Hyderabad: Bonalu has a special place among Telangana’s many festivals. This traditional Hindu festival is celebrated with great fervour by the people of Telangana, particularly in Hyderabad and the surrounding regions.
During the formation of Telangana, the festival helped women unite and be a part of the Telangana moment. Later, after the formation, Bonalu emerged as Telangana State Festival celebrated in over 225 temples across Hyderabad and Secunderabad.
The rituals performed during Bonalu are believed to ward off evil spirits and bring prosperity to the community. It is a time when people come together, transcending barriers of caste, creed, and socioeconomic status, to celebrate their shared cultural roots and express their deep devotion to the goddess.
Hyderabad’s Bonalu is a vibrant celebration on Sundays of Aashadham, the fourth month of the Telugu calendar which usually falls in July and August.
Devotees flock to various temples across the city, including the Jagadamba temple at Golconda Fort and other prominent temples such as Ujjaini Mahakali Temple and Gandimaisamma Temple.
T Malathi, a resident of Bowenpally, describes Bonalu as an early morning festivity filled with lively traditions. “We wake up early, prepare Bonam, decorate pots, and wear traditional attire. With Bonam carefully balanced on our heads, we make our way to the temple, dancing joyfully to the rhythmic beats.”
The festival involves rituals like pouring water on the feet of women carrying Bonalu to calm the aggressive spirit of the Mother Goddess. In Secunderabad’s Lashkar area, the Bonalu celebrations start with Edurukolu, symbolising the homecoming of the Goddess, followed by Bonalu jatara and other rituals.
At Gunfoundry Muthyalamma Temple, with its two-century-old tradition, celebrations continue for over two days with processions and various events, culminating in the Ghatam procession.
Bonalu involves the worship of the Mother Goddess in regional forms like Maisamma, Pochamma, Yellamma, Peddhamma, Dokkalamma, Ankalamma, Poleramma, Maremma, and Nookalamma.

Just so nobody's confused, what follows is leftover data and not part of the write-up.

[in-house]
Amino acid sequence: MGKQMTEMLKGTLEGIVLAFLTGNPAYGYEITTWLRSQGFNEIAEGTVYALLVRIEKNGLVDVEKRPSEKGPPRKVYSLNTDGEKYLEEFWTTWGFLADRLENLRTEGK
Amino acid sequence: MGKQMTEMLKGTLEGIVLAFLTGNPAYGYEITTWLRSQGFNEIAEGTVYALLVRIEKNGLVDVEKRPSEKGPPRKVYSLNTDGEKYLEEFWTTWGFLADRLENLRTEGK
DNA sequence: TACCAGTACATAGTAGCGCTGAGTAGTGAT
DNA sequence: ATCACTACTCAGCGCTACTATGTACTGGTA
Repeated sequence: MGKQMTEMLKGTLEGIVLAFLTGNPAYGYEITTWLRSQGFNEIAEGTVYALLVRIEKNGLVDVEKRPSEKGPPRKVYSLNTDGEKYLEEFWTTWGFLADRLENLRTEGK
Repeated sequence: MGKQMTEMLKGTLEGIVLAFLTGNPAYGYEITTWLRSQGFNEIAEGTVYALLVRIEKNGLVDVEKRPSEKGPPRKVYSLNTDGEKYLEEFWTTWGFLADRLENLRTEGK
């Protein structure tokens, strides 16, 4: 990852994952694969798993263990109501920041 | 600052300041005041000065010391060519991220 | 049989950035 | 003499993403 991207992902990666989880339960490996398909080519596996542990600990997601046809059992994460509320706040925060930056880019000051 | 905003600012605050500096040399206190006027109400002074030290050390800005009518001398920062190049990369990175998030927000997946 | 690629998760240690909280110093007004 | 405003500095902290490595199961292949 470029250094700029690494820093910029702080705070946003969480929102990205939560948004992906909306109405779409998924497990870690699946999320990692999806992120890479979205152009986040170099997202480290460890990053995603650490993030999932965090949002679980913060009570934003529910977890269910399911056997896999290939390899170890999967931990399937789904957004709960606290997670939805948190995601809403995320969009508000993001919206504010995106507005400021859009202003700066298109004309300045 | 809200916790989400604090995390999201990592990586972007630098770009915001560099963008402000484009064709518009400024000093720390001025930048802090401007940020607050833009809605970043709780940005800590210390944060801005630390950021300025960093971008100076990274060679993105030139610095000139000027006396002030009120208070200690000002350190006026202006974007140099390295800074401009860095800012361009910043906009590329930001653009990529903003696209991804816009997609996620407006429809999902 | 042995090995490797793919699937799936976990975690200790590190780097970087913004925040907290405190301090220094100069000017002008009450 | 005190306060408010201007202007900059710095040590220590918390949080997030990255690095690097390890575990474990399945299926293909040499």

Bonalu is dedicated to the worship of the Hindu Goddess Mahakali, a fierce embodiment of feminine power. The festival typically falls during the months of July and August and spans across four consecutive Sundays.
It is believed to have originated in the 19th century, during the reign of the Kakatiya dynasty. The festival’s roots can be traced back to a plague outbreak that devastated the region. People sought the blessings of Mahakali, imploring her to rid the land of the disease. Miraculously, the epidemic eventually subsided, leading to the establishment of Bonalu as an annual festival. However, according to Mamidi Harikrishna, director of the State Department of Language and Culture, said in his research the celebration of the festival dates back to the Indus Valley civilisation.
Ancient wisdom, modern understanding
While Bonalu is deeply rooted in tradition and faith, the festival also holds scientific importance. The timing of Bonalu, during the monsoon season, coincides with the increased prevalence of waterborne diseases. Bonalu, which derives its name from the Telugu word "bhojanam" (meal), signifies the act of offering a meal to the goddess. The offering of Bonam, a mixture of cooked rice, jaggery, curd, and turmeric, holds great cultural significance and is believed to have antimicrobial properties. Turmeric, a vital ingredient in the Bonam, possesses natural medicinal properties known for its antibacterial and anti-inflammatory effects.
“This is similar to how GHMC does chlorination in the city to ensure hygiene. Pothuraju’s whip during Bonalu, filled with turmeric, acts as a powerful antibiotic, symbolically spreading its healing properties and warding off negativity while dancing to the rhythmic beats of the festivities,” said Harikrishna.
The Mighty Pothuraju
One of the most captivating aspects of Bonalu is the presence of Pothuraju. Describing Pothuraju Harikrishna said, “Pothuraju is said to be the only brother of the seven sisters (seven Goddesses), and their trusted aide and protector. He is portrayed as a fierce warrior, adorned with traditional attire, elaborate jewellery, and a towering headdress. Pothuraju’s role is to dance in a trance-like state, embodying the spirit of Mahakali. It is believed that he possesses divine power and safeguards the devotees during the festival.”
The Enigmatic Dance of Pothuraju
Pothuraju’s dance is an enchanting spectacle that captivates the onlookers. With his powerful movements, dynamic leaps, and synchronised footwork, he creates an electrifying atmosphere. The beats of traditional drums reverberate through the air, intensifying the energy of the performance. Pothuraju’s dance not only entertains but also invokes a sense of spiritual connection and awe among the spectators.
Bonalu, once a local festival, has gained recognition and popularity beyond the borders of Telangana. In recent years, the festival has garnered attention from domestic and international tourists. The festivities have expanded to other parts of India, including cities like Bengaluru, Mumbai, and Chennai, where Telugu-speaking communities celebrate Bonalu with equal enthusiasm. This fosters cultural exchange and reinforces the unity and diversity of India’s cultural tapestry.